Public Spaces

ULI Advisory Panel Charts Path for More Equitable Kansas City Parks System

The 125-year-old parks system in Kansas City, Missouri, is a source of much civic pride. But the system also played a role in creating divisions in the community. A century later, these effects still reverberate in the parks system as development trends, zoning policies, and financial challenges have perpetuated inequity, according to panelists speaking at a ULI Advisory Services presentation in Kansas City, Missouri.

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Recent Articles

  • ULI Product Council Outlook for Placemaking

    May 13, 2019

    How can developers create vibrant places that bring people together to live, work, play, and hang out? Members of ULI’s new Placemaking Council discuss the value of bringing the notion of placemaking to development, the strategies for setting up placemaking projects that will thrive, the obstacles that can get in the way of success, common misperceptions about placemaking, and related trends.

  • Planning for Equitable Transit-Oriented Development in Sacramento

    November 12, 2018

    A ULI Advisory Services panel toured South Sacramento, California, in September, meeting with more than 75 city and county officials, local business leaders, residents, and other stakeholders. The four sponsors—Sacramento Regional Transit, Sacramento Council of Governments, Sacramento Municipal Utility District, and Sacramento Metropolitan Air Quality Management District—asked the ULI advisory panel to outline a plan for kick-starting a retrofit of the two transit-adjacent neighborhoods into transit-oriented neighborhoods. Their goals were to promote equitable, healthy, and inclusive community development that fosters job and income growth, housing options, and healthy neighborhood amenities with more convenient access to transit, retail, and services.

  • Developers Teeing Off on Golf Course Glut

    August 13, 2018

    Developers are snatching up aging golf course properties—many closed or losing money—with an eye toward combining housing with other uses while often trying to preserve at least some of the greenery for community use.

  • ULX: Open Spaces amid Density

    May 21, 2018

    The following ten projects in the Asia Pacific region—all completed during the past five years—include restored headlands, contaminated canals and marshes cleaned up to serve as wildlife habitats, and a row of parking spaces revamped as a piazza.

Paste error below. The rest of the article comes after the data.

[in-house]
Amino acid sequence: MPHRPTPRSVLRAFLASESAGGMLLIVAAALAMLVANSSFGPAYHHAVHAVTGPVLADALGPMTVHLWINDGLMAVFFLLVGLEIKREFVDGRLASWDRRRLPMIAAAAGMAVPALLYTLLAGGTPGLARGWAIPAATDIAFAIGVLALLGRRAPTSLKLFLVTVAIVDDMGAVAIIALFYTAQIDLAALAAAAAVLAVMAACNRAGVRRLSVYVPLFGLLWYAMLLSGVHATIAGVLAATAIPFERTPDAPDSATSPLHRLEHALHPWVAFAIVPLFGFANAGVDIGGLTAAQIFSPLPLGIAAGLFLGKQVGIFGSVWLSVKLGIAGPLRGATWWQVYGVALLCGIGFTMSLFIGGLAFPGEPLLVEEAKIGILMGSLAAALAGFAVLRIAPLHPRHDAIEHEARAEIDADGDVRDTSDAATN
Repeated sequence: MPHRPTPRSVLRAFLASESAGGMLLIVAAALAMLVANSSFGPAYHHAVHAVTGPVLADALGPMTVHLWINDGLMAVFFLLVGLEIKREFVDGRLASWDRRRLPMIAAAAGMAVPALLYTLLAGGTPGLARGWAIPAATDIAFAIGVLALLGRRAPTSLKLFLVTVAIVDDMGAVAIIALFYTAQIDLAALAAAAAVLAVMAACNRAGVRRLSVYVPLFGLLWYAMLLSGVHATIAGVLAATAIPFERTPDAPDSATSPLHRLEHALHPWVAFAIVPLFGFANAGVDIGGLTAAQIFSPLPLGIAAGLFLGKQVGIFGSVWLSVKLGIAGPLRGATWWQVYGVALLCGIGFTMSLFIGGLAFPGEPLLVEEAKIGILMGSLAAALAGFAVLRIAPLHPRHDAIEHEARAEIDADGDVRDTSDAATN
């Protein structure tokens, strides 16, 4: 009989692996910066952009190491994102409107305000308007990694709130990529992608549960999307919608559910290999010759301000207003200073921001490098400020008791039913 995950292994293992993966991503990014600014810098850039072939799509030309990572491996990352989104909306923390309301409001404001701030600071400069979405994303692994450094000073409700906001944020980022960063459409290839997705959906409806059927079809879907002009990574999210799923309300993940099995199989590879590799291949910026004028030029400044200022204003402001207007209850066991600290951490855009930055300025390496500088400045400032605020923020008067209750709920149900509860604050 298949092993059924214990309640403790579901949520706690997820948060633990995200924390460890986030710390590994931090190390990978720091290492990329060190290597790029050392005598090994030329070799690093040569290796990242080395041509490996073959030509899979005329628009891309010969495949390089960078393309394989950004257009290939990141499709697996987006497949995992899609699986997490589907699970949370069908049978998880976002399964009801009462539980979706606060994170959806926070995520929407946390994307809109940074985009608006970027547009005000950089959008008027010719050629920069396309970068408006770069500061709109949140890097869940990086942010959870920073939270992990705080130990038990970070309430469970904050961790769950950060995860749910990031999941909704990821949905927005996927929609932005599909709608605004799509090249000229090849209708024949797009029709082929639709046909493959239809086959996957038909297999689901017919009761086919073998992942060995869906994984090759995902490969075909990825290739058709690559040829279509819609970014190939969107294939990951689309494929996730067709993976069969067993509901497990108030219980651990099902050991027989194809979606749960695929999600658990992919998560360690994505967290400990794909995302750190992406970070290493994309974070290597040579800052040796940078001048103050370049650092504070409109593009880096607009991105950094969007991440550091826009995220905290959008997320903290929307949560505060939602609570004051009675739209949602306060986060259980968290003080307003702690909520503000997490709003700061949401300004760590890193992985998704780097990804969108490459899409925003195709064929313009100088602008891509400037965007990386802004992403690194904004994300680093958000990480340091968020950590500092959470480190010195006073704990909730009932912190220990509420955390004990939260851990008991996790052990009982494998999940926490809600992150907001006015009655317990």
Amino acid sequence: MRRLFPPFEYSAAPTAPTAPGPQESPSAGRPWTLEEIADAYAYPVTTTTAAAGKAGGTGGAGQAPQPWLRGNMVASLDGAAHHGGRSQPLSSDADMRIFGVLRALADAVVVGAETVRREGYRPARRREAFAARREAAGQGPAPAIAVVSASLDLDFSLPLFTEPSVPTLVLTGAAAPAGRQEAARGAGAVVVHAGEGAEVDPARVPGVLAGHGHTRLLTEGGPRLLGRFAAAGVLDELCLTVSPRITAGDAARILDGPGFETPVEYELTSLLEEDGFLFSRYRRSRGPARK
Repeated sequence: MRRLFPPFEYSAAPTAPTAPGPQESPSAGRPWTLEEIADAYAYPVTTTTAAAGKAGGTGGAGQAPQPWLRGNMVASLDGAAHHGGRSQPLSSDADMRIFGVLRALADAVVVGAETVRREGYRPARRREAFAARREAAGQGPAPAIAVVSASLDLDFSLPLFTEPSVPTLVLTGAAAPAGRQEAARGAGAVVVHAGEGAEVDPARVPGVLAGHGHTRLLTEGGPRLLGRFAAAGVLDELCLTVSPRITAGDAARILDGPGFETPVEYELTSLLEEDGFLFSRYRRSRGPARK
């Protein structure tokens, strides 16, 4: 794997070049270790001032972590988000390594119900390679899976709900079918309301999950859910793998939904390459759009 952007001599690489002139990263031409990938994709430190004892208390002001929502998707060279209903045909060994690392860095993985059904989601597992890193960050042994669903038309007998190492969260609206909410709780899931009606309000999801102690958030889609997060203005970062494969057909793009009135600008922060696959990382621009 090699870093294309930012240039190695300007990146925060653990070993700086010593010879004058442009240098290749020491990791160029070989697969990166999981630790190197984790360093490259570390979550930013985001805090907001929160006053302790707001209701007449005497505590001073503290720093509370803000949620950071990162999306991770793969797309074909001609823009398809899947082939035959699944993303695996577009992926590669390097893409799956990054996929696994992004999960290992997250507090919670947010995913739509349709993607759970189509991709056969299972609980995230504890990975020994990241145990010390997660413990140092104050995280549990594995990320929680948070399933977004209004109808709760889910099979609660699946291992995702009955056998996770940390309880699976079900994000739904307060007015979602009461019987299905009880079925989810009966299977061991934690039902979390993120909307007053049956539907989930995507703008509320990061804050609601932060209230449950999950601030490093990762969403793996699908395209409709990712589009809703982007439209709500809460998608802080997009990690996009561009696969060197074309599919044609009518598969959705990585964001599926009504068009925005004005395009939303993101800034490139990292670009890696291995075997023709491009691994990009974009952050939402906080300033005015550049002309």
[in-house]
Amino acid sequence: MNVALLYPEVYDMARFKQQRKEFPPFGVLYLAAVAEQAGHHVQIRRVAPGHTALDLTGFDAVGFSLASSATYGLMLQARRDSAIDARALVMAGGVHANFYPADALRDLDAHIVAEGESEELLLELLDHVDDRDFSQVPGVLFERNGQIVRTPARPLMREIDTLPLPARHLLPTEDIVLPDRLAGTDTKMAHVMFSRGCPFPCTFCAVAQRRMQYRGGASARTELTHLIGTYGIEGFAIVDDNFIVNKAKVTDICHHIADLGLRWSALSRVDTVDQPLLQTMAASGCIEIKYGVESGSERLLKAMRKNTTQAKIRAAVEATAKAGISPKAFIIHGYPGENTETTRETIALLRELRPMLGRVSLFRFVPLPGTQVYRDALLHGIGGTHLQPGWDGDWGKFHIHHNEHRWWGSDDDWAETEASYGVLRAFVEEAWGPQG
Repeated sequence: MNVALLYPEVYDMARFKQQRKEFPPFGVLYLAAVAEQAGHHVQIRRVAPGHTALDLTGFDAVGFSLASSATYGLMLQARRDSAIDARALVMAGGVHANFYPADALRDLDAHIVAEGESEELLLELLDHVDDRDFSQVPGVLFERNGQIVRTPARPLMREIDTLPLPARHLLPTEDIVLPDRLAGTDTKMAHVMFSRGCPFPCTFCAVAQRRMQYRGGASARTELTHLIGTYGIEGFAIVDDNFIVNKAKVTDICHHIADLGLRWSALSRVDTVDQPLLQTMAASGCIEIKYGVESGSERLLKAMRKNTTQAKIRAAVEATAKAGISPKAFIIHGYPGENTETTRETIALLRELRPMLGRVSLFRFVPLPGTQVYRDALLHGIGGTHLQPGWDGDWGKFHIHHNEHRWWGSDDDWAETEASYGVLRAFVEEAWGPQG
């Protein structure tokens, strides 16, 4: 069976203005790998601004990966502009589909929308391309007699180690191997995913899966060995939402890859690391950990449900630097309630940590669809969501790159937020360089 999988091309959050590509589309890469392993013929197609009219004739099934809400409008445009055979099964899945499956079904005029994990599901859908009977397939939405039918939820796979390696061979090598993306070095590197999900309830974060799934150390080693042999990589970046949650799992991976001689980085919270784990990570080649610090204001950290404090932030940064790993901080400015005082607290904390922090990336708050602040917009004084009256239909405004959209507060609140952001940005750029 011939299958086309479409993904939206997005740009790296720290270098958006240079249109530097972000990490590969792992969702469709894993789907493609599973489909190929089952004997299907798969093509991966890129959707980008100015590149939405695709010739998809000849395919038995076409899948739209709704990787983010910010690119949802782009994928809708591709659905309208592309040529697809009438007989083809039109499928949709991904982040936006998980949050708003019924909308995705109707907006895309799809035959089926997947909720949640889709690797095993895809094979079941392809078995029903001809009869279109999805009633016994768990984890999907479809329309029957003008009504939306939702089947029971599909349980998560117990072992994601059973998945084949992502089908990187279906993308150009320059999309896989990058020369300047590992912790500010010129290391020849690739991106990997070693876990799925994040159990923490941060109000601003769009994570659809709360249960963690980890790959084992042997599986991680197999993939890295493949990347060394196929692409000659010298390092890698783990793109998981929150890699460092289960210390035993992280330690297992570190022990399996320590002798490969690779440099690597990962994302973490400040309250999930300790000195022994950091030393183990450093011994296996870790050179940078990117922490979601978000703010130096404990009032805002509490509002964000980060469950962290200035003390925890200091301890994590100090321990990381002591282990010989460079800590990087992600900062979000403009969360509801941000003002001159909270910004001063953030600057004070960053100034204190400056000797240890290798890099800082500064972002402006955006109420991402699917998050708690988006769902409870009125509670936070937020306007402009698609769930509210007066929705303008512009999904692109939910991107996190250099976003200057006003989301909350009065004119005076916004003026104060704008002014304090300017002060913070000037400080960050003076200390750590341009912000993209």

• How Four U.S. Cities Are Using Public Space to Revitalize Neighborhoods, Add Resilience

    May 3, 2018

    Development professionals from Detroit, Houston, Atlanta, and San Antonio discussed how they reclaimed desolate space with art, parks, and public/private partnerships to revitalize riverfronts and neighborhoods.

  • Confluence Park Celebrates San Antonio’s Shifting Water Management Legacy

    March 20, 2018

    In early March, the city of San Antonio celebrated the opening of a new park. Named Confluence Park, it sits on about 3.5 acres (1.4 ha) where two major rivers meet. The park—a former construction storage yard—was ten years in the making, costing about $13 million.

  • A Growing City: Detroit’s Rich Tradition of Urban Gardens Plays an Important Role in the City’s Resurgence

    March 19, 2018

    In Detroit, as in many cities across the United States, a distinctive type of open space—the urban garden—has emerged as another type of civic asset.

  • Detroit’s Parks Turn Winter Months into Placemaking Opportunity

    March 5, 2018

    Thoughtful placemaking is fundamental to the success of any economically and socially viable city. Detroit’s downtown parks are both public assets and important attractions throughout each of Michigan’s four seasons.

  • What U.S. Cities Are Learning from Cincinnati’s Downtown Revival

    December 19, 2017

    Since 2004, over $1 billion has been invested in redevelopment and new construction in downtown Cincinnati and the adjacent Over-the-Rhine neighborhood. Representatives from Erie, Pennsylvania; St. Louis; and Atlanta have visited the city in the last year to see how a combination of nonprofit redevelopment, historic preservation, land banking, and strategic acquisitions, funded by tax credits and corporate investments, have turned things around.

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